NASA has released tips for how to take photos of the Christmas Star, otherwise known as the Jupiter and Saturn “Great Conjunction”, tonight as it reaches its peak for how close they will appear.

Tonight is the closest Jupiter and Saturn will appear until the next visible conjunction in 2080. The last time this was visible to Earth was in 1623 when Gallilao first observed it through his telescope. Tonight you can view it with your naked eye.

The planets will appear just over the horizon for a couple of hours just after sunset. While we’ve seen them slowly come closer and closer over the last few weeks, tonight the two planets will appear as one. This can be viewed through a small telescope or a telephoto lens on a camera.

NASA says that if you use a 200 millimeter lens on your camera, you should be able to make out the faint moons of Jupiter. With a 600 millimeter lens, the rings of Saturn could be seen. Here are some tips for using your DSLR to capture the event.

  • Use manual focus, close to infinity, to help make the planets as sharp as possible
  • Set your aperture as wide as possible (lower number) so the most light can come in as possible
  • Put your camera on a tripod or prop it up against a steady surface to allow for steady shots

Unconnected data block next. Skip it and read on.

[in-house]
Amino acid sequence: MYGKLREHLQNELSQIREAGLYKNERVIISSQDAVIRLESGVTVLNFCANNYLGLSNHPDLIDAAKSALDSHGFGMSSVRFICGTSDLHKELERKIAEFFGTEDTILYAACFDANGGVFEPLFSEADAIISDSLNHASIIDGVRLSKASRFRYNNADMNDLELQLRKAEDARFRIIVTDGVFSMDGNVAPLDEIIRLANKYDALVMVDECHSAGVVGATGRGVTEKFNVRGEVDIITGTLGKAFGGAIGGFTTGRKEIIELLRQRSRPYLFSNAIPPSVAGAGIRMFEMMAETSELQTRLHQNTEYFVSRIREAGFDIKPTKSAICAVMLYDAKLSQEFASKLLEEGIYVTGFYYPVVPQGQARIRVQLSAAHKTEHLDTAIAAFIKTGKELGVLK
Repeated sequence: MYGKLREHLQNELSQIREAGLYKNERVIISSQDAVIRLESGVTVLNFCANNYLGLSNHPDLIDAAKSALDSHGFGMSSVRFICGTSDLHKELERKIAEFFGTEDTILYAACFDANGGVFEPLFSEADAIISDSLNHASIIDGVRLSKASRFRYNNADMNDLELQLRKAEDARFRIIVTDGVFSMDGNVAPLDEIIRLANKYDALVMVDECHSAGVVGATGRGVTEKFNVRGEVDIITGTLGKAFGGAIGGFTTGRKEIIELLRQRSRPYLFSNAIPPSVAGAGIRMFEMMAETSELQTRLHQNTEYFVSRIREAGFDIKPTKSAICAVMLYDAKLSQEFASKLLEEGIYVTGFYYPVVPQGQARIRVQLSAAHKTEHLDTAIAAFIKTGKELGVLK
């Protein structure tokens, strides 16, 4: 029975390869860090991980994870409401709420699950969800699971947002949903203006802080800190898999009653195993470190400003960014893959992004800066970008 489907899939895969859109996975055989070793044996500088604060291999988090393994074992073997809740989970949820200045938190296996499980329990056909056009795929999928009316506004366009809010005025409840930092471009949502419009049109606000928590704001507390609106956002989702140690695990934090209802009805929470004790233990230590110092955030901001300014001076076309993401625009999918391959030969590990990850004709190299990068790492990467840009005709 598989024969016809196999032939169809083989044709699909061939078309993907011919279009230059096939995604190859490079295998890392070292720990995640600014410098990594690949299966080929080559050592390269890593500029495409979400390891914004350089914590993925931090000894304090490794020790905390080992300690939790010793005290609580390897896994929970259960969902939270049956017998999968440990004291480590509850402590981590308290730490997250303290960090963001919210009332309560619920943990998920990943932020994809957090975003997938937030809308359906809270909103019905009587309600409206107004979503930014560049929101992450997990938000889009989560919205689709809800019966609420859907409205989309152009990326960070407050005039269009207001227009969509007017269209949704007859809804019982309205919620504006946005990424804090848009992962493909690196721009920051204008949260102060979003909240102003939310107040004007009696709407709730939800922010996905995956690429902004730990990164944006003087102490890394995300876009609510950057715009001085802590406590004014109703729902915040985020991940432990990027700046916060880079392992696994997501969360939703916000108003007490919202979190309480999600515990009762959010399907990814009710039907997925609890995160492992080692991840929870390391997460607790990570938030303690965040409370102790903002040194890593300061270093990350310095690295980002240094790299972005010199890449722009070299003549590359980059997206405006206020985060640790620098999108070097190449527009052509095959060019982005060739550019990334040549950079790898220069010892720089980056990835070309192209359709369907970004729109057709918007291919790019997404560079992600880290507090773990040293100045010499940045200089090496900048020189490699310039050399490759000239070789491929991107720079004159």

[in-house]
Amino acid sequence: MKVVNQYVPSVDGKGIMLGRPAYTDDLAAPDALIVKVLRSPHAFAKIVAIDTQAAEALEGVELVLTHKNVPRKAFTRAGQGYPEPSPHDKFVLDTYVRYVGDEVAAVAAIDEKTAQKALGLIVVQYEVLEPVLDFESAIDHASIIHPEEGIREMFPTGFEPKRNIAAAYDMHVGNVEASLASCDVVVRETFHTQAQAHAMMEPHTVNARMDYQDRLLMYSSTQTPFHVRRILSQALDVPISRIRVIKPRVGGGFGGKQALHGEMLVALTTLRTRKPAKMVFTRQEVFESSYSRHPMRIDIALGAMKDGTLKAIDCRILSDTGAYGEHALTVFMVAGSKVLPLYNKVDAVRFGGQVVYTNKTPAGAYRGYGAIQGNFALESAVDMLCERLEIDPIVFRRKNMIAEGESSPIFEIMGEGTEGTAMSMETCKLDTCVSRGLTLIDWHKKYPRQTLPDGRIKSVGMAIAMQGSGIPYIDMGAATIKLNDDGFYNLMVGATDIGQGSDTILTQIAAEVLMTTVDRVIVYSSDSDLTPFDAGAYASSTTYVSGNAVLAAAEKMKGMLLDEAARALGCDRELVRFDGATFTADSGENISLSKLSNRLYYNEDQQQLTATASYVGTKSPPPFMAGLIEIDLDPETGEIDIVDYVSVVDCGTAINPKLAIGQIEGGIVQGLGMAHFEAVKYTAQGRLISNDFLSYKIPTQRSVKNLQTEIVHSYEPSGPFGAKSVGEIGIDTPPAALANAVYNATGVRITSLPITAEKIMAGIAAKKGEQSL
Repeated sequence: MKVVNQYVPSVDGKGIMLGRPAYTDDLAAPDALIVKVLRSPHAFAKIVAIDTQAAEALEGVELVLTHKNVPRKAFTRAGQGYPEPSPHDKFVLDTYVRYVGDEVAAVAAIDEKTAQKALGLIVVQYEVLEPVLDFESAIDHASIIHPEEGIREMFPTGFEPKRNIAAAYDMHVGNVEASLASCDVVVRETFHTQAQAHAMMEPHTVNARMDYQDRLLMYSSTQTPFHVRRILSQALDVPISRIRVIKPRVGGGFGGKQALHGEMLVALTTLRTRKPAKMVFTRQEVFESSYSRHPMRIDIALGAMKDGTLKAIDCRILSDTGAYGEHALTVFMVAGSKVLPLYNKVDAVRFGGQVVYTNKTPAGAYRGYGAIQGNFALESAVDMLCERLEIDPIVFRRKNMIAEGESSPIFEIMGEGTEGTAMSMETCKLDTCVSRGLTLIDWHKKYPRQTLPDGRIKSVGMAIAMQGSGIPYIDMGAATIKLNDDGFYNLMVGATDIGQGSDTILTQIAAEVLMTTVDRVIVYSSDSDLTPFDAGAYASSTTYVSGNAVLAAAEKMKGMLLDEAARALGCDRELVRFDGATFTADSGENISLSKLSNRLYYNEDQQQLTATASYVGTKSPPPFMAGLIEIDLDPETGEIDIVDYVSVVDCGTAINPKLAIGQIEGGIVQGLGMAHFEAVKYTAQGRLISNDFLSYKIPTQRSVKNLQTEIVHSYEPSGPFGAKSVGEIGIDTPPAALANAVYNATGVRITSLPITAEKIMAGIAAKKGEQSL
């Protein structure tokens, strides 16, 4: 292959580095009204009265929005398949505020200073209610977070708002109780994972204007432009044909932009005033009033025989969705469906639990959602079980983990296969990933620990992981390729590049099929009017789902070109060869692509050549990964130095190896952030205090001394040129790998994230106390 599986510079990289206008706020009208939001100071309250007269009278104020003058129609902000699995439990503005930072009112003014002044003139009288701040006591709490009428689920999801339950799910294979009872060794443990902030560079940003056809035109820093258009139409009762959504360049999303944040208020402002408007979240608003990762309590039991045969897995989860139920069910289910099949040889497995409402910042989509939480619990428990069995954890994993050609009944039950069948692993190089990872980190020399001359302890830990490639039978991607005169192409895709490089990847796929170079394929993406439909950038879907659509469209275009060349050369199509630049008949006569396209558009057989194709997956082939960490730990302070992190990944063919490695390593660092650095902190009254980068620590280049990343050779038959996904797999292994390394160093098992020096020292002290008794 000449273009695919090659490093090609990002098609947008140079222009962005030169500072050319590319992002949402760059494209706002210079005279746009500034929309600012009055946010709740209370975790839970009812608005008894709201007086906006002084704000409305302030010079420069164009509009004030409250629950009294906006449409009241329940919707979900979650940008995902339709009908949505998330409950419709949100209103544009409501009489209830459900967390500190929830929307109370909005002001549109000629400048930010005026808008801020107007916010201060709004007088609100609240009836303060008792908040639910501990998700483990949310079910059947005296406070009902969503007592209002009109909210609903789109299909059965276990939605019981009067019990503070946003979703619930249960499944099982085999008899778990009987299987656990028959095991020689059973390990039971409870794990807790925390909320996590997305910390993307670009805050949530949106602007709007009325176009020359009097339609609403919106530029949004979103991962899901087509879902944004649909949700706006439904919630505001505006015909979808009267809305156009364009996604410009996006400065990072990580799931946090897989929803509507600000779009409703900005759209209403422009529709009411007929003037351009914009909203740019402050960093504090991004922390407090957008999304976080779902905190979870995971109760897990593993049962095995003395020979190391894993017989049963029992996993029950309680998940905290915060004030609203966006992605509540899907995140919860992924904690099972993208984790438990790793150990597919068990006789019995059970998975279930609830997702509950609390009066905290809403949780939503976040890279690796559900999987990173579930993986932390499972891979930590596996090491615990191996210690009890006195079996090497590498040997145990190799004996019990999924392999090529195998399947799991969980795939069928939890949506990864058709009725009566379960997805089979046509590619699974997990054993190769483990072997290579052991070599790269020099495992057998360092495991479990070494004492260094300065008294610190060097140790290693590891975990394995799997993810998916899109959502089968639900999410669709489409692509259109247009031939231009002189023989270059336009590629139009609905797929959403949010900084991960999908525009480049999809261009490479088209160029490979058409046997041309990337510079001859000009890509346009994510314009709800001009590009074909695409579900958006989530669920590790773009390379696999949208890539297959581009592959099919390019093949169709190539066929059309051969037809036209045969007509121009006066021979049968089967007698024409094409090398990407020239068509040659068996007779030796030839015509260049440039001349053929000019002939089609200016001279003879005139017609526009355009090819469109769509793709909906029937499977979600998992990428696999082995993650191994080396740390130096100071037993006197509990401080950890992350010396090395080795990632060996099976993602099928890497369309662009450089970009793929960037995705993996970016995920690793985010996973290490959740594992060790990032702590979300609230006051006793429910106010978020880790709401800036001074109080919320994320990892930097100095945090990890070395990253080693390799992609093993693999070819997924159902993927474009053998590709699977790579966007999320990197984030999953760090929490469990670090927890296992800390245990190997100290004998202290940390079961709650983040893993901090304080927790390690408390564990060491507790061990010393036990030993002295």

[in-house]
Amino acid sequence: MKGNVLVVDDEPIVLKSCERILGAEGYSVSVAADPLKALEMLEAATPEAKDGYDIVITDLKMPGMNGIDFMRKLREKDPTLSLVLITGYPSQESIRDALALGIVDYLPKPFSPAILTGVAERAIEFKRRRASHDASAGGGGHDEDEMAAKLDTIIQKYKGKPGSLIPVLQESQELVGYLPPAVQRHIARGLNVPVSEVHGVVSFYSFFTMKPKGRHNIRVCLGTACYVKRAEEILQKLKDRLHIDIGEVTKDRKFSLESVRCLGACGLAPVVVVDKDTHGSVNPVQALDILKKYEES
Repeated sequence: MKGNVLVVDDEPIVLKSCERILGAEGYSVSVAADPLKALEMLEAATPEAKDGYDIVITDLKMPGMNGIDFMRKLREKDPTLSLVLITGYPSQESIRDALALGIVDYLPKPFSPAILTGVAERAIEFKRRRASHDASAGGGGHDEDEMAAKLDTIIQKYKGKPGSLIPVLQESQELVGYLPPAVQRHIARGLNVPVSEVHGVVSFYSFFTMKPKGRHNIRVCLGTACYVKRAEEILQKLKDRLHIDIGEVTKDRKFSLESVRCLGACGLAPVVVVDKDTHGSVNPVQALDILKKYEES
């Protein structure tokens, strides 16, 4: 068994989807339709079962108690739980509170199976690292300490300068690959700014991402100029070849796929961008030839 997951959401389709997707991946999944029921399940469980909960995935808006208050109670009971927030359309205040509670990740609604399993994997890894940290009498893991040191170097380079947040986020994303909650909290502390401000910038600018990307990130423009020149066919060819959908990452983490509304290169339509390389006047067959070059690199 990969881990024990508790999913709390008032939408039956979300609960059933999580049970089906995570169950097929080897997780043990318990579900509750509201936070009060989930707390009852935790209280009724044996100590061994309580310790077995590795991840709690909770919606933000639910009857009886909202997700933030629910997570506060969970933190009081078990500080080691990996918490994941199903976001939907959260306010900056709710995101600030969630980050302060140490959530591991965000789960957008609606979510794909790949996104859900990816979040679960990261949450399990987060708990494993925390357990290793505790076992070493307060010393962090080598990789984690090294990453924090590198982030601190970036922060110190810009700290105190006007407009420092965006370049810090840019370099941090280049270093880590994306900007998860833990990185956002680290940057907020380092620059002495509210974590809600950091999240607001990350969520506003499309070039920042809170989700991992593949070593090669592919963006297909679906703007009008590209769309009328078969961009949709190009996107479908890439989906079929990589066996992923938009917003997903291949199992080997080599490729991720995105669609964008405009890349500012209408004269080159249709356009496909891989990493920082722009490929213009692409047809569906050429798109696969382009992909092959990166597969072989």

• Use a shutter speed of 1-3 seconds if possible with your set up; if your shots are coming out blurry, you can shorten it (longer shutter speeds will begin to show lines as the earth rotation starts to take effect)
  • If your camera supports remote shutters, using that will help keep you camera steadier since pressing the button with your finger will shake the camera slightly

The two brightest objects in the night sky other than the Moon could be taken using your smartphone as well. The planets will be too close to tell apart even zoomed in, but you can capture the moment with a wide shot. If your phone has “night mode” in the camera app, that will make for better photos.

This is happening during sunset which can show some beautiful colors across the sky so make sure to be out there for the whole event to capture it with different lighting. If you aren’t using a telescope to get in real close, try capturing the scene with a nice landscape or silhouette of a tree in the foreground.

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